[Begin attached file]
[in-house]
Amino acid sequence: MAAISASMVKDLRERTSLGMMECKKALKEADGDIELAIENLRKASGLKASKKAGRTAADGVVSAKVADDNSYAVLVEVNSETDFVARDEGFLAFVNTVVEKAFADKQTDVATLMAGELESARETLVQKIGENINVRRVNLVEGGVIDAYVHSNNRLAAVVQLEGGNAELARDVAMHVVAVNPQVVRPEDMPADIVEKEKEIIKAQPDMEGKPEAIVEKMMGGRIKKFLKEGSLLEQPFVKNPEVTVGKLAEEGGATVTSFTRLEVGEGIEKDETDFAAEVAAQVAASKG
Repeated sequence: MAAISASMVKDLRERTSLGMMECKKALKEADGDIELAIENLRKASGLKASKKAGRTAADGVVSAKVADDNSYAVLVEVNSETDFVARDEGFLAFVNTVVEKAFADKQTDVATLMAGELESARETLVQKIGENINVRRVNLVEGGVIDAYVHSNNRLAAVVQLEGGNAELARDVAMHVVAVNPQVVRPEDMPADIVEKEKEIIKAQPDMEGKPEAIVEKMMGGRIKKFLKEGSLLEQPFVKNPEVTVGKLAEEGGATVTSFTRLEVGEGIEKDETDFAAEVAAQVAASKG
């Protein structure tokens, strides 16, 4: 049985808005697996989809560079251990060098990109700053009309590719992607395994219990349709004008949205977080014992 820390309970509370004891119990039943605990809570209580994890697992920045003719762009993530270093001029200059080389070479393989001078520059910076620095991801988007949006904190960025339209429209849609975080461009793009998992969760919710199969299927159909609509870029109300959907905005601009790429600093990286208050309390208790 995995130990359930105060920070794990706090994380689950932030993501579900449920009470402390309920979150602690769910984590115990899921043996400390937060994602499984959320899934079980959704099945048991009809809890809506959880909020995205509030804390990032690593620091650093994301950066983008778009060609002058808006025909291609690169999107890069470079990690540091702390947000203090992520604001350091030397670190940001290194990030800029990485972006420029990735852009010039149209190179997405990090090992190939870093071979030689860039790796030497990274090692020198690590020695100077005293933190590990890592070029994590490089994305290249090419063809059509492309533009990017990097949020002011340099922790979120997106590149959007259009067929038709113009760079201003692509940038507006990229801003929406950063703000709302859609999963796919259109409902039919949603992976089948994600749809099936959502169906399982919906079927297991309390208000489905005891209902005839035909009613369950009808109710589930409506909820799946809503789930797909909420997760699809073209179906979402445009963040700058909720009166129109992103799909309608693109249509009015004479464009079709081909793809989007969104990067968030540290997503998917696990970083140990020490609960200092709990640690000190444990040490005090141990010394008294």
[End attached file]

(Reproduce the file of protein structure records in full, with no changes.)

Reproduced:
[in-house]
Amino acid sequence: MAAISASMVKDLRERTSLGMMECKKALKEADGDIELAIENLRKASGLKASKKAGRTAADGVVSAKVADDNSYAVLVEVNSETDFVARDEGFLAFVNTVVEKAFADKQTDVATLMAGELESARETLVQKIGENINVRRVNLVEGGVIDAYVHSNNRLAAVVQLEGGNAELARDVAMHVVAVNPQVVRPEDMPADIVEKEKEIIKAQPDMEGKPEAIVEKMMGGRIKKFLKEGSLLEQPFVKNPEVTVGKLAEEGGATVTSFTRLEVGEGIEKDETDFAAEVAAQVAASKG
Repeated sequence: MAAISASMVKDLRERTSLGMMECKKALKEADGDIELAIENLRKASGLKASKKAGRTAADGVVSAKVADDNSYAVLVEVNSETDFVARDEGFLAFVNTVVEKAFADKQTDVATLMAGELESARETLVQKIGENINVRRVNLVEGGVIDAYVHSNNRLAAVVQLEGGNAELARDVAMHVVAVNPQVVRPEDMPADIVEKEKEIIKAQPDMEGKPEAIVEKMMGGRIKKFLKEGSLLEQPFVKNPEVTVGKLAEEGGATVTSFTRLEVGEGIEKDETDFAAEVAAQVAASKG
């Protein structure tokens, strides 16, 4: 049985808005697996989809560079251990060098990109700053009309590719992607395994219990349709004008949205977080014992 820390309970509370004891119990039943605990809570209580994890697992920045003719762009993530270093001029200059080389070479393989001078520059910076620095991801988007949006904190960025339209429209849609975080461009793009998992969760919710199969299927159909609509870029109300959907905005601009790429600093990286208050309390208790 995995130990359930105060920070794990706090994380689950932030993501579900449920009470402390309920979150602690769910984590115990899921043996400390937060994602499984959320899934079980959704099945048991009809809890809506959880909020995205509030804390990032690593620091650093994301950066983008778009060609002058808006025909291609690169999107890069470079990690540091702390947000203090992520604001350091030397670190940001290194990030800029990485972006420029990735852009010039149209190179997405990090090992190939870093071979030689860039790796030497990274090692020198690590020695100077005293933190590990890592070029994590490089994305290249090419063809059509492309533009990017990097949020002011340099922790979120997106590149959007259009067929038709113009760079201003692509940038507006990229801003929406950063703000709302859609999963796919259109409902039919949603992976089948994600749809099936959502169906399982919906079927297991309390208000489905005891209902005839035909009613369950009808109710589930409506909820799946809503789930797909909420997760699809073209179906979402445009963040700058909720009166129109992103799909309608693109249509009015004479464009079709081909793809989007969104990067968030540290997503998917696990970083140990020490609960200092709990640690000190444990040490005090141990010394008294």